Work experience and skills are more than just a priority for you nowadays–they’re  a necessity. Lucky for you, volunteer work can provide work experience and even a chance at leadership and management. Volunteer organizations love young people because they are eager, energetic, and often have more time to devote. As a result, there is a plethora of teen/young adult-centered volunteer programs (even internships) open, although you are likely to be successful in more adult-centered organizations. Also lucky for you, you can do much of your work during the summer, granting you incredible flexibility and opportunity to advance. Here are a few opportunities:

3. For the Nurturing:
Are you people-centered? Do you want to watch those you help develop and succeed? For those looking for the one-on-one experience (or enthralled with education), why not mentor or teach? You’re more likely to see your life-changing effects by becoming a role model, guiding youth into adulthood, or teaching reading skills. Feel good fulfilling huge educational needs for children, teens, and adults:

4. For Sports-fanatics:
Looking for a great seat or a chance to be close to your favorite team? Volunteer work can take you there. Sports events often require hoards of volunteers to run smoothly, which usually gets you free tickets, and other cool perks. Unfortunately, it can sometimes be hard to find these opportunities, but luckily, those looking to teach and do sports have opportunities to mentor students:

5. For the Creative:
Work can leave you feeling creatively unfulfilled. Some of us feel the urge, the creative pull– to make something! Build Something! Volunteer! The tighter school budgets become, the greater need for non-profit art programs becomes. Help with an art museum, volunteer as a blogger, or if you are interested in more practical building skills, why not volunteer in an organization that teaches you carpentry skills building houses?

6. Long Term:
Mostly for young adults, these programs last for several months to a year. They often grant stipends, or offer prestigious work experience—perfect for those looking to take a gap year after high school or college.

7. For the Activists
The presidential election is nearing, and you live in a swing state! Now is the perfect time to pick a side and go with it (and by go with it, I mean volunteer). Political campaigns often give you chances to quickly move up the ranks, giving young (and mature) adults leadership opportunities.

8. For the Medically-minded:
The baby-boomers are aging, leaving the US with a great demand for healthcare workers. If you are looking to break in to this segment, you can get your start in a hospital eager for volunteers. This also gives you the chance to gain that extra fuzzy feeling caused by working one-on-one.

9. For the Global Citizens:
Volunteering is the easiest way to get involved with the international community. It’s also one of the easiest ways to learn about a different culture. How? Get involved with a youth exchange program, or even host an exchange student. Because the US is one of the most popular exchange year destinations, most programs are facing a shortage of host families:

Why Volunteer?

At one time or another we’ve all had a friend, family member or teacher tell us to volunteer. Beyond the obvious altruistic reasons, we can all benefit from a little volunteer work. Here’s why:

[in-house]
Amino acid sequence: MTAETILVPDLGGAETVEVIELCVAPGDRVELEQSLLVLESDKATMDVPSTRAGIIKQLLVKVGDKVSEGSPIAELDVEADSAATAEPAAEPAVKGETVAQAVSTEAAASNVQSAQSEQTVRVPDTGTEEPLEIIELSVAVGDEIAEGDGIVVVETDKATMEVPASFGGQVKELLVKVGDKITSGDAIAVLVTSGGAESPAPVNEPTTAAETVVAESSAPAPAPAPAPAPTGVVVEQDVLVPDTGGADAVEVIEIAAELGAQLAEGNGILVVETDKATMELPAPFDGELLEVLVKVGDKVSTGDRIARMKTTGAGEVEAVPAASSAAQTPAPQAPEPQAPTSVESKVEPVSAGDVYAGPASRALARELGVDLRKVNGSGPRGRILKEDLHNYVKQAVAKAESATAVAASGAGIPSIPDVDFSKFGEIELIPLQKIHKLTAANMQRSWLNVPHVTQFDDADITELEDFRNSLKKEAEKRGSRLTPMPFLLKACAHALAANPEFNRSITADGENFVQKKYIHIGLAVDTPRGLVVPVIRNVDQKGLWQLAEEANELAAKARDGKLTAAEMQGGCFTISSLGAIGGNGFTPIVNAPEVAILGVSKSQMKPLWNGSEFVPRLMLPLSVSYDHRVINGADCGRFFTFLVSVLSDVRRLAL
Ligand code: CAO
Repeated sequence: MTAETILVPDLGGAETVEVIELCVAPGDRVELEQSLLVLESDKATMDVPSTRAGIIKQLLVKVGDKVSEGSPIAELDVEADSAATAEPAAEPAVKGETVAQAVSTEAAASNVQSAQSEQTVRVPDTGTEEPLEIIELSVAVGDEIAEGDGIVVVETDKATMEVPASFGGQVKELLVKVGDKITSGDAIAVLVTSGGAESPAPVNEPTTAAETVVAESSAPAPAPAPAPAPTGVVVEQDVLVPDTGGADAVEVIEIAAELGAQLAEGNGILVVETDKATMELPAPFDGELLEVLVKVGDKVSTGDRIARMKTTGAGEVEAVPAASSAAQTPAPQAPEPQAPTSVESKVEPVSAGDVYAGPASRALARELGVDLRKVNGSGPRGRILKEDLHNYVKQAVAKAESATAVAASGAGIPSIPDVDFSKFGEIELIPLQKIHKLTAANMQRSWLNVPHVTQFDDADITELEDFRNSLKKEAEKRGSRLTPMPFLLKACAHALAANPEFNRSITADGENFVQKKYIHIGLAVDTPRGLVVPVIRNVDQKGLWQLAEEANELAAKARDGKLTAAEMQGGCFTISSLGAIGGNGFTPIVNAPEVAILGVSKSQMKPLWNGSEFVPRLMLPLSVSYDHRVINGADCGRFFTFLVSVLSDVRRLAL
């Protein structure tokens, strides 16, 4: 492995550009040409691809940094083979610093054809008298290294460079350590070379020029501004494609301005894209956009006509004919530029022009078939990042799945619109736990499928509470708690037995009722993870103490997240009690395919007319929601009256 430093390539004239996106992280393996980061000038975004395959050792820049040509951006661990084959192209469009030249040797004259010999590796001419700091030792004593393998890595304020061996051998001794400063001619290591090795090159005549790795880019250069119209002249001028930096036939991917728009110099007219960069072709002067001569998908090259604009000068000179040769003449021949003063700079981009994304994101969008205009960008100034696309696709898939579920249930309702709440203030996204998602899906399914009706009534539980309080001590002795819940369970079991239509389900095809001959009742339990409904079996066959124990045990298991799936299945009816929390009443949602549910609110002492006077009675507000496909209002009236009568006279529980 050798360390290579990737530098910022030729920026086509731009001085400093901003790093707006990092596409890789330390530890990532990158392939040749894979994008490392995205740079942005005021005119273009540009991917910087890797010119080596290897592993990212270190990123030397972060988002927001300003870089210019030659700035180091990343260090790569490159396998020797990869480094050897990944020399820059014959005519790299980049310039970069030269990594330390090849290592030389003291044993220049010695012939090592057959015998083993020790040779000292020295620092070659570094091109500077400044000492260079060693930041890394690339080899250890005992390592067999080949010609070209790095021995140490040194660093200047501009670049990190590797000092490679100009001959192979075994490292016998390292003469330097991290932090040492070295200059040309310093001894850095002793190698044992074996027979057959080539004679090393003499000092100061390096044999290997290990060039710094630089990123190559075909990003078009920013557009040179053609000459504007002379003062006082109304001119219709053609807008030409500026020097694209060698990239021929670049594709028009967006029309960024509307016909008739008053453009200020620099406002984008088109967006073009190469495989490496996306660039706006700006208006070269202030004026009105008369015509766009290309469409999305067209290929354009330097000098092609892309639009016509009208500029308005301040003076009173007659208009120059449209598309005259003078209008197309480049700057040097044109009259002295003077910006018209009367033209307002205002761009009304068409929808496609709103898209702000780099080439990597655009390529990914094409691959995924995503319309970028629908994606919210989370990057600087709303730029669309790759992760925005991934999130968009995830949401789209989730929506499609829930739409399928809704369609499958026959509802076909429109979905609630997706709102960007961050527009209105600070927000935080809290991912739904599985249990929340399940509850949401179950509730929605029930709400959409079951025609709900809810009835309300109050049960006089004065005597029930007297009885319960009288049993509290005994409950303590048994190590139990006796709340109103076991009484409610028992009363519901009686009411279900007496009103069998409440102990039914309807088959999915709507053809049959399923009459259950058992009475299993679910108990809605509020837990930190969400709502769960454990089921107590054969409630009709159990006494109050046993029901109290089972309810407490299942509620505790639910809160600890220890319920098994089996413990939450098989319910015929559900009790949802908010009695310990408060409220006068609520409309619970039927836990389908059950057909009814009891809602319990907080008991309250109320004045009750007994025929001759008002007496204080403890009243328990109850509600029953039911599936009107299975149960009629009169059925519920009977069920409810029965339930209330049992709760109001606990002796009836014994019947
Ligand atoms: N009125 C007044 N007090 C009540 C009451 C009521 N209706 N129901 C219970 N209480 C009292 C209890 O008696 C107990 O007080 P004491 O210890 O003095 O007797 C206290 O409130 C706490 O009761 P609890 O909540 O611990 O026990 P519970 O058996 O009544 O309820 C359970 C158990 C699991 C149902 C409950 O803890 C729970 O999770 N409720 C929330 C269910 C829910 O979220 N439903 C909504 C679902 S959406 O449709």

1. Improve your work skills

In an economy like this, some of us may be out of work. Others may fear job loss. Young people like me may have trouble finding paying work at all. Unfortunately, when you are out of the working world, job competition is tough. Volunteering can be the perfect way to keep up those working skills, or learn new ones.  For those who lack experience, volunteer work is an easy way to gain it.

2. Take a hobby to the next level

Do you crave creative coding? Do you garden so much that there is no longer room in backyard? Do you write so much that blank word documents make you giddy? How about cooking, painting, building, and mentoring? Volunteer organizations are aching for people with hobbies like these.  Build and paint with Habitat for Humanity. Cook and serve with a soup kitchen.  Mentor with Big Brother/Big Sister.  Those with green thumbs may be able to help Mercyworks and Eden Urban Farms. As a busy student, I often put my hobbies (like writing) off to finish homework and projects. Volunteering gives me the push to explore my writing.

3. The perks of no pay

Last spring I volunteered as ball person for the Sarasota Tennis Open. After a day of training, I was given the best seats on the court—literally! HD TVs may make you feel like you are part of the action, but being a ball person actually puts you in the middle of it. After a day of work with the Plymouth Rotary Chicken Barbeque, I’d gobble up my hot, moist, (and free) chicken dinner. Other organizations give you the chance to mingle with important people, eat free meals, or gain special access to events. Because you aren’t getting paid, the organization will try their best to make your volunteer experience extra pleasant.

4. Great People

Those who run volunteer organizations are gracious, thankful for any help they can get. As a result, they tend to be tolerant, friendly people—the kind anyone would want as friends. You’ll also meet other volunteers, who tend to be just as friendly. Who wouldn’t want to know the type of person who gives up their weekends for a good cause? Volunteering can be a great opportunity to make friends, network, or even find love

5. Put a mark on your community

I realize this reason is probably one you have heard before. However, it’s probably more important than you realize. Volunteering creates a sense of community. A community that volunteers together is more invested in its success;, treats its neighbors as friends, not threat;, and therefore is a more pleasant, safer community. The urbanist Jane Jacobs explains the idea in “The Uses of Sidewalks.” Don’t you want be part of a better community?